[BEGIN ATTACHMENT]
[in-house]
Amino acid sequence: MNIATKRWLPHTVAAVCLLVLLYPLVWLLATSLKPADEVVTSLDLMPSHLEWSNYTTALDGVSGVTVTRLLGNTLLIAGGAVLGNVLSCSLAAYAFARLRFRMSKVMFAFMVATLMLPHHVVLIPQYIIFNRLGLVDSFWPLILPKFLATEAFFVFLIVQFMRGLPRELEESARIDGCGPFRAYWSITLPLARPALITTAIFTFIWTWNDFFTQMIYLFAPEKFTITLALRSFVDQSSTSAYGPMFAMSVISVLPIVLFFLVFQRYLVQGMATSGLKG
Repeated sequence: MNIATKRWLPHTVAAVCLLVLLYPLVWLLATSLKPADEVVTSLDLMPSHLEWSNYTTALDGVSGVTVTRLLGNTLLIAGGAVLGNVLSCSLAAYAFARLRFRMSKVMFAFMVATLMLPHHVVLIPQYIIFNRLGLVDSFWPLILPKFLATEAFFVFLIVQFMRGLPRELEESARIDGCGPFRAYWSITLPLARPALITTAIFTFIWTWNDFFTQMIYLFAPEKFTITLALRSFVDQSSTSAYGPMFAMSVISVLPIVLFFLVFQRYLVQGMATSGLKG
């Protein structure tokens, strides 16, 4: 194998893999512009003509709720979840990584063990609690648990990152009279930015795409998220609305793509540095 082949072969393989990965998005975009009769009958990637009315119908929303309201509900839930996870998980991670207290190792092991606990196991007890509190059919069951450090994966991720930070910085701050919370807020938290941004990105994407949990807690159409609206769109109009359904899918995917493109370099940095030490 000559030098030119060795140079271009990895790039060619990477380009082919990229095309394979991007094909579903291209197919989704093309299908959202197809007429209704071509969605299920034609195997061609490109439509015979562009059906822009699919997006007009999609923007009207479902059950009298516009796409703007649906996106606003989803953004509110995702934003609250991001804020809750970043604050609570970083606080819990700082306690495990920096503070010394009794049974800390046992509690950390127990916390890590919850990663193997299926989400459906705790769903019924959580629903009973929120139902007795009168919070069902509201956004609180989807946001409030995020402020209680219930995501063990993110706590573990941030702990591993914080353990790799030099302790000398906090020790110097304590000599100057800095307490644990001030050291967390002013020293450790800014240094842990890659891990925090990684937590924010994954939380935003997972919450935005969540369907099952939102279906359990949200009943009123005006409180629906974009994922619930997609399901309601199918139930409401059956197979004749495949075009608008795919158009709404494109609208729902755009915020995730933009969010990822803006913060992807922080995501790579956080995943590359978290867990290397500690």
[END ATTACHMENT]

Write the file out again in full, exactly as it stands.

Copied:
[in-house]
Amino acid sequence: MNIATKRWLPHTVAAVCLLVLLYPLVWLLATSLKPADEVVTSLDLMPSHLEWSNYTTALDGVSGVTVTRLLGNTLLIAGGAVLGNVLSCSLAAYAFARLRFRMSKVMFAFMVATLMLPHHVVLIPQYIIFNRLGLVDSFWPLILPKFLATEAFFVFLIVQFMRGLPRELEESARIDGCGPFRAYWSITLPLARPALITTAIFTFIWTWNDFFTQMIYLFAPEKFTITLALRSFVDQSSTSAYGPMFAMSVISVLPIVLFFLVFQRYLVQGMATSGLKG
Repeated sequence: MNIATKRWLPHTVAAVCLLVLLYPLVWLLATSLKPADEVVTSLDLMPSHLEWSNYTTALDGVSGVTVTRLLGNTLLIAGGAVLGNVLSCSLAAYAFARLRFRMSKVMFAFMVATLMLPHHVVLIPQYIIFNRLGLVDSFWPLILPKFLATEAFFVFLIVQFMRGLPRELEESARIDGCGPFRAYWSITLPLARPALITTAIFTFIWTWNDFFTQMIYLFAPEKFTITLALRSFVDQSSTSAYGPMFAMSVISVLPIVLFFLVFQRYLVQGMATSGLKG
């Protein structure tokens, strides 16, 4: 194998893999512009003509709720979840990584063990609690648990990152009279930015795409998220609305793509540095 082949072969393989990965998005975009009769009958990637009315119908929303309201509900839930996870998980991670207290190792092991606990196991007890509190059919069951450090994966991720930070910085701050919370807020938290941004990105994407949990807690159409609206769109109009359904899918995917493109370099940095030490 000559030098030119060795140079271009990895790039060619990477380009082919990229095309394979991007094909579903291209197919989704093309299908959202197809007429209704071509969605299920034609195997061609490109439509015979562009059906822009699919997006007009999609923007009207479902059950009298516009796409703007649906996106606003989803953004509110995702934003609250991001804020809750970043604050609570970083606080819990700082306690495990920096503070010394009794049974800390046992509690950390127990916390890590919850990663193997299926989400459906705790769903019924959580629903009973929120139902007795009168919070069902509201956004609180989807946001409030995020402020209680219930995501063990993110706590573990941030702990591993914080353990790799030099302790000398906090020790110097304590000599100057800095307490644990001030050291967390002013020293450790800014240094842990890659891990925090990684937590924010994954939380935003997972919450935005969540369907099952939102279906359990949200009943009123005006409180629906974009994922619930997609399901309601199918139930409401059956197979004749495949075009608008795919158009709404494109609208729902755009915020995730933009969010990822803006913060992807922080995501790579956080995943590359978290867990290397500690």